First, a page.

Photographer Eros Hoagland has been crossing borders as long as I’ve known him, documenting conflict hotspots around the globe in places like Iraq. He has been spending the last few weeks in Tijuana, where I recently caught up with him.
I asked him how Baghdad compares to Tijuana, and here’s what Eros said:
“Many areas of the U.S.- Mexico border are indeed engulfed in a war. Homicide statics are flying off the charts in Tijuana and Ciudad Juarez as rival organized crime groups fight for strategic positioning. But it is largely a war of assassination, much different from Iraq or Afghanistan where protracted insurgencies and terrorist groups are fighting a large, well-equipped military machine.”
A bit of background: I met Eros while I was freelancing in Nicaragua during that country’s 1996 presidential elections, and we teamed up a few months later in El Salvador to work on a story about deported Los Angeles gang members. Since then, Eros has spent significant time in Iraq, Colombia, Eritrea, Guatemala, Peru and El Salvador, which is where his photographer father was gunned down in the 1980s while covering the conflict for Newsweek.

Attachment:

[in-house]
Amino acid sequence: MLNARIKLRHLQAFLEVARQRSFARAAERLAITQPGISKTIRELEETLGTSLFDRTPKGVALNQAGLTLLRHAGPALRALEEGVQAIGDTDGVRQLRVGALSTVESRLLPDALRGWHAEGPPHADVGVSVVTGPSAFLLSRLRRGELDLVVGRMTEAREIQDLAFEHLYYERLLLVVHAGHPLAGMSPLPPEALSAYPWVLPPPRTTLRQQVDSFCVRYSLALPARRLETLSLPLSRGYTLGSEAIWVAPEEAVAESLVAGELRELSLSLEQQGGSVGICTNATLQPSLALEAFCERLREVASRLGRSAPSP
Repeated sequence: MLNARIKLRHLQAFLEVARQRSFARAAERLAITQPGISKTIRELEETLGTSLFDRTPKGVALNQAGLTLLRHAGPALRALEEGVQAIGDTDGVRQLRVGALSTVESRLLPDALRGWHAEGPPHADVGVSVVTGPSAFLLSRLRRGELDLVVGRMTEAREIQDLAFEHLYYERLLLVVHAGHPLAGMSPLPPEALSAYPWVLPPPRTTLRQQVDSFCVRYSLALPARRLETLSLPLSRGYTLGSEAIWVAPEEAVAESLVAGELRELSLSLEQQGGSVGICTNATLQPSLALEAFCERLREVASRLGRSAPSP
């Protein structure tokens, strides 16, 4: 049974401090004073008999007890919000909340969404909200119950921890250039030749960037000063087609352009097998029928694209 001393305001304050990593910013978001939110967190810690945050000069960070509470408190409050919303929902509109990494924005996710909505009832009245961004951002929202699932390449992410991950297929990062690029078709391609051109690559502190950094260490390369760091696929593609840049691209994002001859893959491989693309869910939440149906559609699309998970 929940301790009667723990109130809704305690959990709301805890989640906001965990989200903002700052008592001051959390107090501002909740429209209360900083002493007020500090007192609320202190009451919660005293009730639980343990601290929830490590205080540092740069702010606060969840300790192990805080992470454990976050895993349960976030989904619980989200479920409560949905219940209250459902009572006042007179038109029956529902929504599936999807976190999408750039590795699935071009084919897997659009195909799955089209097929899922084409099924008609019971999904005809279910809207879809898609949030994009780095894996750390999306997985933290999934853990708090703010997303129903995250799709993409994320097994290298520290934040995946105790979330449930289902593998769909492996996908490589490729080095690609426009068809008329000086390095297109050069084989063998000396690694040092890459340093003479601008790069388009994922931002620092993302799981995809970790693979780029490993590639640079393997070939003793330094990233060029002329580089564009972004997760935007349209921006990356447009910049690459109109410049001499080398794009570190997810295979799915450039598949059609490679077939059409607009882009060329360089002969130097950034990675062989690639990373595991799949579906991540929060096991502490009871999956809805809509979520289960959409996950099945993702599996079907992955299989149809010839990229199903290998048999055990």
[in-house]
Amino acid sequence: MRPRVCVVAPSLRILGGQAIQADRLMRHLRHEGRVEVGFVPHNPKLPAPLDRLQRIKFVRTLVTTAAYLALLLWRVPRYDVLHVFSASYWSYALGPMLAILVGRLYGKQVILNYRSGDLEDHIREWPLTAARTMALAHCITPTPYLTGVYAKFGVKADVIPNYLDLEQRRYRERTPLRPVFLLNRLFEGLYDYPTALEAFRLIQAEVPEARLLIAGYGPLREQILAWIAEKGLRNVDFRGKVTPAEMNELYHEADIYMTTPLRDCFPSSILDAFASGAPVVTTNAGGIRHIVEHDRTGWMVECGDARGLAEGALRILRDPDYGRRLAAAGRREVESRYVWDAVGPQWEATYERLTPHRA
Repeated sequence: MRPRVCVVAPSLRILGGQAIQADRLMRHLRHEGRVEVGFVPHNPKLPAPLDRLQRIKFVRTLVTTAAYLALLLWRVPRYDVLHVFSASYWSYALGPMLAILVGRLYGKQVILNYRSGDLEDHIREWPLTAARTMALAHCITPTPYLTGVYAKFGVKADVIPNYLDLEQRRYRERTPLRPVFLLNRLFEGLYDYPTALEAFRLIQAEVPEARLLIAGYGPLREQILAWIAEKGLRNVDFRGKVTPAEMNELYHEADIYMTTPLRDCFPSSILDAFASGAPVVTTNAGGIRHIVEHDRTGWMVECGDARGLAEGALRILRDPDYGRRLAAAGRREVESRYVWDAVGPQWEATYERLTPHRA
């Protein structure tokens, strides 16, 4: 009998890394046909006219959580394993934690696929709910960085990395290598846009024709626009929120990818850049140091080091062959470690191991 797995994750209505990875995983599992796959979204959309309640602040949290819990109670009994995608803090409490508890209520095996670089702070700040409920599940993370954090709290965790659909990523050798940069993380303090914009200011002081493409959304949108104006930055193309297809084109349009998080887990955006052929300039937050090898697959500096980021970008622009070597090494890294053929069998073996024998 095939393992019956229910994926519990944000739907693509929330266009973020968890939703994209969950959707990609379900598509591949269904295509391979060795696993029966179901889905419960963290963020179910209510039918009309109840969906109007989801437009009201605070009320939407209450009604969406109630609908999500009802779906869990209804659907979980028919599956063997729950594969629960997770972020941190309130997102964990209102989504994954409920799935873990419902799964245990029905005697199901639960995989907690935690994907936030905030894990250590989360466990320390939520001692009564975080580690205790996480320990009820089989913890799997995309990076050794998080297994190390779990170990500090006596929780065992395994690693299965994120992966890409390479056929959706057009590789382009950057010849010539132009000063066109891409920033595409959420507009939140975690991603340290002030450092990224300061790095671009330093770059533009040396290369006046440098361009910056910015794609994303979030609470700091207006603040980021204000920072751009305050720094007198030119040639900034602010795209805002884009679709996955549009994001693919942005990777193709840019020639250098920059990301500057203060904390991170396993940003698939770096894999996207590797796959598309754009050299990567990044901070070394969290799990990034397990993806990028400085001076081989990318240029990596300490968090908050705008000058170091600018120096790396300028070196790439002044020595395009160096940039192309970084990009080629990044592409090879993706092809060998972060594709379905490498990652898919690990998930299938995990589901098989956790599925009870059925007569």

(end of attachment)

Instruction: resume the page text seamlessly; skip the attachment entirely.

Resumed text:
In between the freelance gigs with organizations such as The New York Times, Eros has been working on a project that involves documenting border “lines.” Beyond the obvious one – the border fence – Eros sees lines, angles and intersections in less conspicuous places: The glass shards from a violent attack, for example, or in the creases of worry etched in a forehead. In doing so, he captures the fine lines that separate us while revealing our shared humanity.
To see more of Eros’ work, go here.